Materials and methods

Urinary testing was done at varying intervals, usually as part of the annual control, or for early detection of urothelial neoplasia in transplanted patients with a known history of analgetic abuse and later as screening for PVN. Disturbance of renal function alone was not an indication for urinary testing.

A sample of 100 ml of freshly collected second morning urine was centrifuged and either smears (prior to 2003) or cytospin preparations were stained according to Papanicolaou. A total of 8104 urine samples were investigated. In all cases, special attention was paid to the presence of DCs, which were quantified when present. A semi-quantitative classification was used: none, few (1–4 DC/10HPF) and many (>4 DC/10HPF).

The indication for a renal biopsy was nearly always a disturbance of renal function. A total of 3009 renal biopsies (without time-zero biopsies) were available. The biopsies were studied according to standard protocols by light microscopy, immune-histochemistry and in part by electron microscopy [ 12 ].

Starting in 1998, a systematic prospective immune histochemical search of all renal biopsies for SV 40-T-Antigen (Oncogene, Research Products, San Diego, CA, USA) as evidence for PVN has been performed. In addition, to avoid any bias, we performed all biopsies before 1998 in all patients with DCs in their urine at any time after transplantation retrospectively immunohistochemistry for SV-40 antigen, cytomegalovirus, Epstein-Barr virus, Herpes simplex virus I and II and adenovirus antigens.

Based on the results of urinary testing for DC and analysis of the renal biopsy, three groups could be formed (Table 1 and for details see supplementary table S1): group 1: no DC no PVN; group 2: few (<4/10HPF) DC, no PVN; group 3: many DC (>4/10HPF); group 3.1 without PVN; group 3.2 with PVN.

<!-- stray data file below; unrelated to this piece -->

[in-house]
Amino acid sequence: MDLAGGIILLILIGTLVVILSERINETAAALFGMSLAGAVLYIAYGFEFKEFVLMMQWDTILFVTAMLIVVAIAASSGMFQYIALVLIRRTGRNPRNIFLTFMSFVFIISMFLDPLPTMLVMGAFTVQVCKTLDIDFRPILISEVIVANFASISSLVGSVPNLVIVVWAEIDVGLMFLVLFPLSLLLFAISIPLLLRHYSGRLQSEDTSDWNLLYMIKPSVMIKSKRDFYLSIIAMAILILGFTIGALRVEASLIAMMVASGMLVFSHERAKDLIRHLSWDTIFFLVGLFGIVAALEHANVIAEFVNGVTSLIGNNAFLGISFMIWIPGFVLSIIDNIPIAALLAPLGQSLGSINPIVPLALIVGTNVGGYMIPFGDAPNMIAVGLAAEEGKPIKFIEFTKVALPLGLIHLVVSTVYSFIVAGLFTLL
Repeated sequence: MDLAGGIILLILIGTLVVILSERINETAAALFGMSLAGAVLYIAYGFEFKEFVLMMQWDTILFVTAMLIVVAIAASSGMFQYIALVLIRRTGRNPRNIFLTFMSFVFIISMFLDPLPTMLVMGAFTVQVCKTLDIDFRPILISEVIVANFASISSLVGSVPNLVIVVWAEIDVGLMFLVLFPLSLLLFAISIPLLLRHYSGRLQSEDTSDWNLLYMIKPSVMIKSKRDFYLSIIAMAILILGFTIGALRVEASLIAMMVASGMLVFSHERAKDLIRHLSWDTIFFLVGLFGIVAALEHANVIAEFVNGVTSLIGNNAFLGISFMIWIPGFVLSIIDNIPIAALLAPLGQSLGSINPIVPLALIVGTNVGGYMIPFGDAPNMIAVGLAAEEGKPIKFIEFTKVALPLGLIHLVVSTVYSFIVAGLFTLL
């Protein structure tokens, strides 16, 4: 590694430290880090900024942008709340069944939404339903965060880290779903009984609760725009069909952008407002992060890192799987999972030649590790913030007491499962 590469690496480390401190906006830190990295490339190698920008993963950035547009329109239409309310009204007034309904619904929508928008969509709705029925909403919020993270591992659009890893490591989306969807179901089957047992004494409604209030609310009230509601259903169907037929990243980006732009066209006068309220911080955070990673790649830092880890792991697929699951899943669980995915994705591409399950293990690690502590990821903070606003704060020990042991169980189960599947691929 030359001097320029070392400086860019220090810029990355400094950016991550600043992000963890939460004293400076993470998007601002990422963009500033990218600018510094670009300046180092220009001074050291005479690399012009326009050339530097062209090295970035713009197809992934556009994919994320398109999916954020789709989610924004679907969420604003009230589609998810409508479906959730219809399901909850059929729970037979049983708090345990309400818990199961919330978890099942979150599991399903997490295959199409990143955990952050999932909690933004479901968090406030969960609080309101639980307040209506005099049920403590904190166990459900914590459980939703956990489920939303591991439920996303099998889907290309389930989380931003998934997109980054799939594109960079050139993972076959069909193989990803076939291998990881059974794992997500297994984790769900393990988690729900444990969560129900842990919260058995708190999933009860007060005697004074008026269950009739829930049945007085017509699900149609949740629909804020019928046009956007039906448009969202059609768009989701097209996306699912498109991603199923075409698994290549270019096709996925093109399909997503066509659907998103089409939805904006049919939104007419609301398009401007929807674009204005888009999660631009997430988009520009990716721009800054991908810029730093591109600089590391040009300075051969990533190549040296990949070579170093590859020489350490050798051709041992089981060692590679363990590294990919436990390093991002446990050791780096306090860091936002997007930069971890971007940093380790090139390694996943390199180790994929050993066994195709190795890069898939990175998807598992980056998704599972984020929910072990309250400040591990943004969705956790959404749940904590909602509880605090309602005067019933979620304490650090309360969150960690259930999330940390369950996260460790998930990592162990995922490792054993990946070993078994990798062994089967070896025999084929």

Table 1

Renal biopsies in transplanted patients

 All patients with urine tests and renal biopsies Group 1 (DC 0, PVN negative) Group 2 (DC 1–4, PVN negative) Group 3 (DC >4, PVN negative/positive) Group 3.1 (DC >4, PVN negative) Group 3.2 (DC >4, PVN positive) 
No. of renal grafts ( n )  880 595 156 129 90 39 
No. of urine examinations  ( n )  8104 3922 2060 2122 1275 847 
No. of urine examinations  per graft ( n )   9.3 ± 9.7 (8.0) * 6.7 ± 5.6 (6.0) 13.2 ± 12.7 (10.0) 16.4 ± 14.1 (11.0) 14.2 ± 12.1 (10.0) 21.7 ± 17.0 (12.0) 
Interval transplantation—  urine examination in days 860 ± 1275 (355) 923 ± 1354 (357) 984 ± 1369 (371) 623 ± 958 (296) 530 ± 652 (242) 763 ± 1276 (340) 
No. of renal biopsies ( n )  3009 2011 527 471 284 187 
No. of renal biopsies per  graft ( n )  3.4 ± 1.7 (3.0) 3.4 ± 1.7 (3.0) 3.4 ± 1.6 (3.0) 3.6 ± 1.7 (3.0) 3.1 ± 1.5 (3.0) 4.8 ± 1.8 (5.0) 
Interval transplantation—  renal biopsies (without  time-zero biopsies) 656 ± 1084 (173) 698 ± 1116 (175) 759 ± 12 667 (176) 378 ± 596 (155) 457 ± 712 (147) 266 ± 350 (157) 
 1–6774 1–6360 1–6774 2–3509 2–3509 5–2269 
Biopsies taken at  transplantation n (%)  521 (17) 374 (19) 89 (17) 58 (12) 43 (15) 15 (8) 
 All patients with urine tests and renal biopsies Group 1 (DC 0, PVN negative) Group 2 (DC 1–4, PVN negative) Group 3 (DC >4, PVN negative/positive) Group 3.1 (DC >4, PVN negative) Group 3.2 (DC >4, PVN positive) 
No. of renal grafts ( n )  880 595 156 129 90 39 
No. of urine examinations  ( n )  8104 3922 2060 2122 1275 847 
No. of urine examinations  per graft ( n )   9.3 ± 9.7 (8.0) * 6.7 ± 5.6 (6.0) 13.2 ± 12.7 (10.0) 16.4 ± 14.1 (11.0) 14.2 ± 12.1 (10.0) 21.7 ± 17.0 (12.0) 
Interval transplantation—  urine examination in days 860 ± 1275 (355) 923 ± 1354 (357) 984 ± 1369 (371) 623 ± 958 (296) 530 ± 652 (242) 763 ± 1276 (340) 
No. of renal biopsies ( n )  3009 2011 527 471 284 187 
No. of renal biopsies per  graft ( n )  3.4 ± 1.7 (3.0) 3.4 ± 1.7 (3.0) 3.4 ± 1.6 (3.0) 3.6 ± 1.7 (3.0) 3.1 ± 1.5 (3.0) 4.8 ± 1.8 (5.0) 
Interval transplantation—  renal biopsies (without  time-zero biopsies) 656 ± 1084 (173) 698 ± 1116 (175) 759 ± 12 667 (176) 378 ± 596 (155) 457 ± 712 (147) 266 ± 350 (157) 
 1–6774 1–6360 1–6774 2–3509 2–3509 5–2269 
Biopsies taken at  transplantation n (%)  521 (17) 374 (19) 89 (17) 58 (12) 43 (15) 15 (8) 

* Mean, SD (median).

DC = decoy cells, PVN = polyomavirus-associated nephropathy.

Groups 1 and 2 have been combined in the results section, since there were no significant differences between these groups.

Selection of subgroups at the time-point of biopsy

Since PVN manifested at different time-points after transplantation, sub-collectives were formed (designated by S). The procedure selected was as follows. For each case in group 3.2 ( n = 39) the closest comparable case (matched control) from groups 1–3.1 was selected, taking into account the year of transplantation, age, sex and interval between transplantation and time of peak DC excretion. This produced three subcollectives that did not differ significantly ( P > 0.05) according to all the parameters listed in supplementary table S1 and the parameters for rejection included in supplementary table S2.